To avoid confusion, it is the best to continue with the release version numbering. The first stable release of the open-source variant of the CANopen Stack is: V4.0.0

License

The Apache 2.0 license is suitable for commercial usage, so we think this is the best for this free component. If you have problems or concerns with this license, just contact us at Embedded Ofice. We will help you to get the legal approvals within your company.

Code of Conduct

As everywhere in the world (especially in the internet) and at every time, we think a respectful and open minded communication is essential for peaceful and innovative developments. Please have a look in our Code of Conduct and think about your writing before submitting.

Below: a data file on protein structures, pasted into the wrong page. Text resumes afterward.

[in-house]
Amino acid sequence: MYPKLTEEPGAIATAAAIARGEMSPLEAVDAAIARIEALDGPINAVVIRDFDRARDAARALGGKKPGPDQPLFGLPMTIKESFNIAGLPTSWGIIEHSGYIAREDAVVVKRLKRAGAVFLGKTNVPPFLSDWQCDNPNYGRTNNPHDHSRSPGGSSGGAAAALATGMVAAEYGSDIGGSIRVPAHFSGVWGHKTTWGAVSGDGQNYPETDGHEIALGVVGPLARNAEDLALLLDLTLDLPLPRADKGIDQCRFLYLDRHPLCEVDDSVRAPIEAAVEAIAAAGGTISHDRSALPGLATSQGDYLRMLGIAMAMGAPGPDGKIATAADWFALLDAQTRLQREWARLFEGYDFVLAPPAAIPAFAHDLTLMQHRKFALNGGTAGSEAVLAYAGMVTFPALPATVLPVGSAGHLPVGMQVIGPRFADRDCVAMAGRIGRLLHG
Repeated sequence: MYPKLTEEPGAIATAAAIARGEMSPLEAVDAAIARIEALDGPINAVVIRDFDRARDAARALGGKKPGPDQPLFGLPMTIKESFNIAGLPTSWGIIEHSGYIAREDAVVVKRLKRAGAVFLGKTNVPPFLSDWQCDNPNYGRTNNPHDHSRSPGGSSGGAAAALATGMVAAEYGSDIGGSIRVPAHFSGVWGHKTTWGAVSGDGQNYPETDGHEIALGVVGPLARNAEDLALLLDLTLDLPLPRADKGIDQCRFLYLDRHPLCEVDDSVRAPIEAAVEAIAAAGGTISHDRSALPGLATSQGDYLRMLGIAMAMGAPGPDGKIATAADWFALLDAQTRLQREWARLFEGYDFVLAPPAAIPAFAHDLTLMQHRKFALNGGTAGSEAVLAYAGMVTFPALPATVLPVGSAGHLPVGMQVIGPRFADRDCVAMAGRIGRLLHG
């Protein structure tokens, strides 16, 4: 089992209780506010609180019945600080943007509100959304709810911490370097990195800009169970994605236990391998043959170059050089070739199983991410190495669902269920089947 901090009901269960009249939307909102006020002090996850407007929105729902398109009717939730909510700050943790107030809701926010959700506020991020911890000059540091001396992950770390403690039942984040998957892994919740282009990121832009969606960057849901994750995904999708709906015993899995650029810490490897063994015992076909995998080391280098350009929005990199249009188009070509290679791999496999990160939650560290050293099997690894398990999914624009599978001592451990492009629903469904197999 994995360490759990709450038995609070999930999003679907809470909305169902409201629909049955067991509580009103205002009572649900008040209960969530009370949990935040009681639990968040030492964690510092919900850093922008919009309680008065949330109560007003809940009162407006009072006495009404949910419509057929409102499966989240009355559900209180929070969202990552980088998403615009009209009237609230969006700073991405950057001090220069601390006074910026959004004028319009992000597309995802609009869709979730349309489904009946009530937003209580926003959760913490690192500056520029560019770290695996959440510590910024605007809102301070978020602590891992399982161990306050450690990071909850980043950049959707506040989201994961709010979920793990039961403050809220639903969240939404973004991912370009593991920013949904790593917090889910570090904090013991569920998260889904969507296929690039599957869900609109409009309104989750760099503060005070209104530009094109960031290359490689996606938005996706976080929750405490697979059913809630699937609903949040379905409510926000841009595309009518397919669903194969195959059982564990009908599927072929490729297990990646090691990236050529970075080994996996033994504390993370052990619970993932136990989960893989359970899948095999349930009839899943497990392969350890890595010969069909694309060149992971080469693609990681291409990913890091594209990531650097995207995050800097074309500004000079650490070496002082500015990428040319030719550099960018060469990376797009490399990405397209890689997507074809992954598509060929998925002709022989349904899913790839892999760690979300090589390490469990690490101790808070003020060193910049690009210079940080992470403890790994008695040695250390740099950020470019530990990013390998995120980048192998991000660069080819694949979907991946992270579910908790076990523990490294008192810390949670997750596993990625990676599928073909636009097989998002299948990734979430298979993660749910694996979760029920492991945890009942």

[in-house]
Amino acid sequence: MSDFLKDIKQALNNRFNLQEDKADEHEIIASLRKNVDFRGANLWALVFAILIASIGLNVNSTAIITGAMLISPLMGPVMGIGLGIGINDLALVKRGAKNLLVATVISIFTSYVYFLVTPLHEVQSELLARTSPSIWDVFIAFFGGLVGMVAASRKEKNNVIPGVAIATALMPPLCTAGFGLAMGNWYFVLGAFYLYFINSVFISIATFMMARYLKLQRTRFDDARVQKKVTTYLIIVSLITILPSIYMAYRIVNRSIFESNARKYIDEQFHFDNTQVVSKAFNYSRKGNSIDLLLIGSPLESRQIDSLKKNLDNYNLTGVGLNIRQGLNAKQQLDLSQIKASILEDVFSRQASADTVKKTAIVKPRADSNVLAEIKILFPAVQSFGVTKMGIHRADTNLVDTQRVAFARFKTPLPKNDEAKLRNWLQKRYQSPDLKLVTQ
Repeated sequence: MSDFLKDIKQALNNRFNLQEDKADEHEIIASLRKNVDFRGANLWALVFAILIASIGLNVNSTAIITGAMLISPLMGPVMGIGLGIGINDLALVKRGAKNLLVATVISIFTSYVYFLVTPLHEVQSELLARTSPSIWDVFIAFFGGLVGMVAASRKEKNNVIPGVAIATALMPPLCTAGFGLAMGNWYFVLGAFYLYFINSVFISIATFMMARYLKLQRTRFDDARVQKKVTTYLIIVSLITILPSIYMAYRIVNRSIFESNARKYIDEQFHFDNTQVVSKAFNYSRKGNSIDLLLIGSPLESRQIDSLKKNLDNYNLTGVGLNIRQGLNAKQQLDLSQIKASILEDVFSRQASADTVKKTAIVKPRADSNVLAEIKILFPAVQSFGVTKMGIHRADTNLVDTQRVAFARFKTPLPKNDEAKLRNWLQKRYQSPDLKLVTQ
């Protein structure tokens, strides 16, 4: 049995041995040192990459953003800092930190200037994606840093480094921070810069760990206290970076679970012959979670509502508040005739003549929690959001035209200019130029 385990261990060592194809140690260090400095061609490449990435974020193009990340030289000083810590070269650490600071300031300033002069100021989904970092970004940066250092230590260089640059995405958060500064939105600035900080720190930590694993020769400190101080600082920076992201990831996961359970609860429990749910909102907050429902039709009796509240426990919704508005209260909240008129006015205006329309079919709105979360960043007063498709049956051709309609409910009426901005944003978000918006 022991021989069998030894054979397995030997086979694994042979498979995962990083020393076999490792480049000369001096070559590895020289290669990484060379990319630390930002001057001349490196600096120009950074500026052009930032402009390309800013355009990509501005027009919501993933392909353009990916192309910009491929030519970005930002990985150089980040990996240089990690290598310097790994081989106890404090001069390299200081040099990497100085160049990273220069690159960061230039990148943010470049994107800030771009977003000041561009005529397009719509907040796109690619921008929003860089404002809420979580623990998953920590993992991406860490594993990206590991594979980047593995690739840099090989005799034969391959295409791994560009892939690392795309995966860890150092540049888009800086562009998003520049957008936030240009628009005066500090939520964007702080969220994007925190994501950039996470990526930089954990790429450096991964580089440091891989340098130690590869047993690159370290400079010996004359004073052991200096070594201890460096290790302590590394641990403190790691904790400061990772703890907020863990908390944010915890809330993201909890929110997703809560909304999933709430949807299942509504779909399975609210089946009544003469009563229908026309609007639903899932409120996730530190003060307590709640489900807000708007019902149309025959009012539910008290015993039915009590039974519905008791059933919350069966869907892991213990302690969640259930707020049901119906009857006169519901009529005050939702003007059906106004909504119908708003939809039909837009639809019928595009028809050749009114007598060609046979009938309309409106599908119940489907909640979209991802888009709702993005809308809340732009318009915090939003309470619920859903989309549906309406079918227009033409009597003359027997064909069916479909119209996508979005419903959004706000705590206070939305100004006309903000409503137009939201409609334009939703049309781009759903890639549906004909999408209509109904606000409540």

Contribution

Issues and Questions

Feel free to write bug reports, questions or and feedback as issue within this github repository.

Development Environment

The development environment for the CANopen stack takes place on our local windows machine with the free MSVC compiler and the hardware independent test framework.

Remember: For usage in embedded systems, the source code needs to get recompiled with the cross-compiler of your choice. Good practise is the generation, testing and release of a static library with your cross-compiler for usage in your project.

Required Tools

Download and install these free tools:

Perform the configuration and setup for the environment by following the nice Tutorial.